The Bar on the Seine, by Georges Simenon
It has been quite a long time since I read a Maigret novel. It seemed that I had exhausted those that had been translated into English, though it was hard to be sure. I saw a new Penguin edition, curiously sized, of a book that seemed at first unfamiliar. This was called The Bar on the Seine, translated by David Watson from a 1931 book called La Guingette a Deux Sous.
Well, it turns out I had read the book. It had been translated in 1940 by Geoffrey Sainsbury, and published variously in English as Guingette by the Seine, A Spot by the Seine, and Maigret and the Tavern by the Seine. (I had a 1990 Harcourt Brace paperback under the latter title.) But no matter -- I didn't remember it, so I reread it, with only the occasional intimations of familiarity -- for the most part it felt new.
Maigret visits a gangster who is about to be executed, and the man hints that he knew of a murderer, from 6 years before, who frequented a bar called La Guingette a Deux Sous. Maigret has little luck finding this, until he stumbles across a man who mentions his plan to visit this tavern -- a man who, Maigret learns, is also arranging as assignation with his mistress. Maigret finds his way to the tavern, where he finds the man (a successful coal merchant) with his wife, and also the man's mistress and her husband, a struggling haberdasher, and a varied cast of characters, including a talkative heavy-drinking Englishman, and several more folks. It seems the mistress is a rackety woman who has had affairs with several of the regulars at this tavern -- and that her husband has used this knowledge to blackmail some of her lovers. So it is perhaps not a surprise when the sorry blackmailer is shot -- and when his wife's latest lover, the coal merchant, is found with a gun.
The man escapes, and Maigret tries to track him down. Meanwhile the Englishman strikes up a relationship of sorts with Maigret, while at the same time all but flaunting his attempts to help the escaped coal merchant. And Maigret learns some of the details of the haberdasher's arrangements, including his involvement with a moneylender who disappeared, significantly, six years before -- just when the gangster Maigret had talked to had hinted at knowledge of a murder. Maigret is very dissatisfied with the obvious shape of the case -- something is going on. Which of course he discovers. What works -- quite brilliantly -- in this book, one of the earliest Maigrets, is the eventually displayed, quite convincing, quite sad, character of the actual murderer. Some of the early Maigrets seem uncharacteristic of the series to me -- Maigret is at times almost an action hero -- but in this case the story reads very much like later Maigret, with the main interest being the psychology of the murderer and other related figures.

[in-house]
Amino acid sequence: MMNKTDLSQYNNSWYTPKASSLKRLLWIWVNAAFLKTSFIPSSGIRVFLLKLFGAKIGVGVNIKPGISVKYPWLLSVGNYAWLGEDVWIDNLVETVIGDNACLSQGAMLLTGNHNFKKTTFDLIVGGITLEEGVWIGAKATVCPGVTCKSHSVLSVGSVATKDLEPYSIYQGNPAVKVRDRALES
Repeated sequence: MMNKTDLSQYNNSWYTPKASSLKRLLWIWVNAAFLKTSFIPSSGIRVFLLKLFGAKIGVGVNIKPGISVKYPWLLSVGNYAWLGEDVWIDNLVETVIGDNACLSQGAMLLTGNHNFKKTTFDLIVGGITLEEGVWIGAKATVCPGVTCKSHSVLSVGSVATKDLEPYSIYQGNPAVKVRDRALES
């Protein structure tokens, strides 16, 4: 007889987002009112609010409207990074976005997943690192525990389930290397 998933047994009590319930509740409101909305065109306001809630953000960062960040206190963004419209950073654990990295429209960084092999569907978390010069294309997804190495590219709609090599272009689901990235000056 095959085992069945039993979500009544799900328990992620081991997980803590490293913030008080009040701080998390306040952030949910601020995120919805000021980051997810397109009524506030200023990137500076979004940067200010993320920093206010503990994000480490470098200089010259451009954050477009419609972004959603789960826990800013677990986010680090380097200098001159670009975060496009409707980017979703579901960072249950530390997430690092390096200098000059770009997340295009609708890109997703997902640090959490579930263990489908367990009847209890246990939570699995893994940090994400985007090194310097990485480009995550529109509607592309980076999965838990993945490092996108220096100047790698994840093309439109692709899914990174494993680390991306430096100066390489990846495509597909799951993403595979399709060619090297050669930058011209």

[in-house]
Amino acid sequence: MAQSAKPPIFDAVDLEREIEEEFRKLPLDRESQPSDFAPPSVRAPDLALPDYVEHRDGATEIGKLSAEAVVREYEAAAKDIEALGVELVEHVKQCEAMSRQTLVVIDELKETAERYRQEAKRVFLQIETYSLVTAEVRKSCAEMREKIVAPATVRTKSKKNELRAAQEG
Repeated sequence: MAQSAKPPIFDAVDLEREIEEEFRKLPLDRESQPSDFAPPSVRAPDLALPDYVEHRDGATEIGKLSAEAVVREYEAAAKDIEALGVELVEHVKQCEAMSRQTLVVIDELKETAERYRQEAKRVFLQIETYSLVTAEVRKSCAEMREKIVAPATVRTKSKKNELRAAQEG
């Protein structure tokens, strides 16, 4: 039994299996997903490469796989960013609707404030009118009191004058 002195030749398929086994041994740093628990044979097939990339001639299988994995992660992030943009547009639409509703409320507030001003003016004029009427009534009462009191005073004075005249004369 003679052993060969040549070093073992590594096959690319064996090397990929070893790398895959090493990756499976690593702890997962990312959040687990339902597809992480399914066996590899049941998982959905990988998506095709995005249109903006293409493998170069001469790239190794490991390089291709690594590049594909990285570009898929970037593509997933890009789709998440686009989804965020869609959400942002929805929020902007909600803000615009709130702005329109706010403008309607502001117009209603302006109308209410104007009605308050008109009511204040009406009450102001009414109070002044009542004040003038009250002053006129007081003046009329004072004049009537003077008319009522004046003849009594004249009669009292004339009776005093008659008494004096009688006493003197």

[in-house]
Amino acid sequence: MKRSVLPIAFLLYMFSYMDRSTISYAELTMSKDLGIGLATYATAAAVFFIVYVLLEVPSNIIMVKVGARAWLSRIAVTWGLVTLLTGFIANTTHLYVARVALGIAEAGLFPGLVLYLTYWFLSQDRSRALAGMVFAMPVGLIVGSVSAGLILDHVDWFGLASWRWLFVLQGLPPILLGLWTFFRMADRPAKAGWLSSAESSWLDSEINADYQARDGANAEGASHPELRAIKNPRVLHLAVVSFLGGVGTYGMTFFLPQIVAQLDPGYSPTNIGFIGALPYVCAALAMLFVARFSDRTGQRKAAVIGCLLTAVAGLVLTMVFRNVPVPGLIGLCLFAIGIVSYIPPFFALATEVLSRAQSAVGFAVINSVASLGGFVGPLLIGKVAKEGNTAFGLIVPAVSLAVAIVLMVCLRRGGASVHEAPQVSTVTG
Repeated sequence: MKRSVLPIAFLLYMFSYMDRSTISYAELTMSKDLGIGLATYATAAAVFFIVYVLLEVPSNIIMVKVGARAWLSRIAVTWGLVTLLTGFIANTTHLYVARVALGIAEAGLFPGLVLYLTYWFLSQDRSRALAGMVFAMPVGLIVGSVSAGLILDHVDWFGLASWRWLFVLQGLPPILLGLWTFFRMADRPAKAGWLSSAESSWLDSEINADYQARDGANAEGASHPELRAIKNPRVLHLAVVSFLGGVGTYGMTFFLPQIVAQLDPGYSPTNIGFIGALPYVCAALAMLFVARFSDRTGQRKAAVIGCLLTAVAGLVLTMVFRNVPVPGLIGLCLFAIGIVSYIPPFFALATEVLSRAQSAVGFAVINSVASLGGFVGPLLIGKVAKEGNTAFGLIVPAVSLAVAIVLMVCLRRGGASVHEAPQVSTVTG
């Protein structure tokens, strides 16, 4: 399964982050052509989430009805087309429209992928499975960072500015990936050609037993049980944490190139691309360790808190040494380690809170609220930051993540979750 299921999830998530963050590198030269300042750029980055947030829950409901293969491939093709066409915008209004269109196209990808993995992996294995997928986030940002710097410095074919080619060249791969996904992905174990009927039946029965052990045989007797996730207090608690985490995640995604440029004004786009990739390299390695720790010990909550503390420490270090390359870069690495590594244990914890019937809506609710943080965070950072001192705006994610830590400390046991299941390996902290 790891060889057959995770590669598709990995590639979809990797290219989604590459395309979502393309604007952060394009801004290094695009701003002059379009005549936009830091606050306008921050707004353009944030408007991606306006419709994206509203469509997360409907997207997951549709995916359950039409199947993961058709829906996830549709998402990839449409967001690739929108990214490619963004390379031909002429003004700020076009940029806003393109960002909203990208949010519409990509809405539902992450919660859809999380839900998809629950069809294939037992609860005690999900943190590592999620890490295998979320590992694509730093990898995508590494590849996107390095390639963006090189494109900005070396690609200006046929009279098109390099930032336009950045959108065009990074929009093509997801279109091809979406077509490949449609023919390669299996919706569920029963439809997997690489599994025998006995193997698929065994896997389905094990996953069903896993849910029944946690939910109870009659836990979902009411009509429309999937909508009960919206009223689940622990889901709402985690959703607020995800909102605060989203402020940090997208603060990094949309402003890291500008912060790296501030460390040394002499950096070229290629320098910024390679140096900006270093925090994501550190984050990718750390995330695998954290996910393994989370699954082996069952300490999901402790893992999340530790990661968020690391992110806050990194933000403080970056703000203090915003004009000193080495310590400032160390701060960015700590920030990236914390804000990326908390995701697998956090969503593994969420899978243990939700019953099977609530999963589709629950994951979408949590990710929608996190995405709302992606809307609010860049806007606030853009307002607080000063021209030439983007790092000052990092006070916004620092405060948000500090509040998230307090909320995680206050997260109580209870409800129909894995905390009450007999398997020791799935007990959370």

The Madman of Bergerac, by Georges Simenon
Penguin have been rereleasing some older Maigret novels by Georges Simenon. They are retitling them, which can be confusing -- the last one I bought was a book I'd already read, in a different edition and translation. (Though I was still glad to reread it -- it has been a while.) But now I have found a Maigret that is completely new to me: The Madman of Bergerac. This novel dates to 1932 (as Le Fou de Bergerac), and was published in English as part of a 1952 omnibus called Maigret Goes South. But I had not yet read it.
As with much early Maigret, he engages in much more personal action than became typical. He is traveling to Bordeaux for a quasi-vacation -- there is some trivial police business to clear up but he also wants to visit a retired colleague. But in his compartment there is a mysterious man, in some distress, and when the man jumps off the train, Maigret jumps off after him. The man shoots Maigret in the shoulder, and Maigret ends up recuperating in a hotel in the town of Bergerac.
He learns that there have been a number of attacks on young women in Bergerac -- a couple have been murdered, another woman fought off her attacker. These have been attributed to a madman believed to be living in the woods -- and indeed they assume it is this madman who attacked Maigret.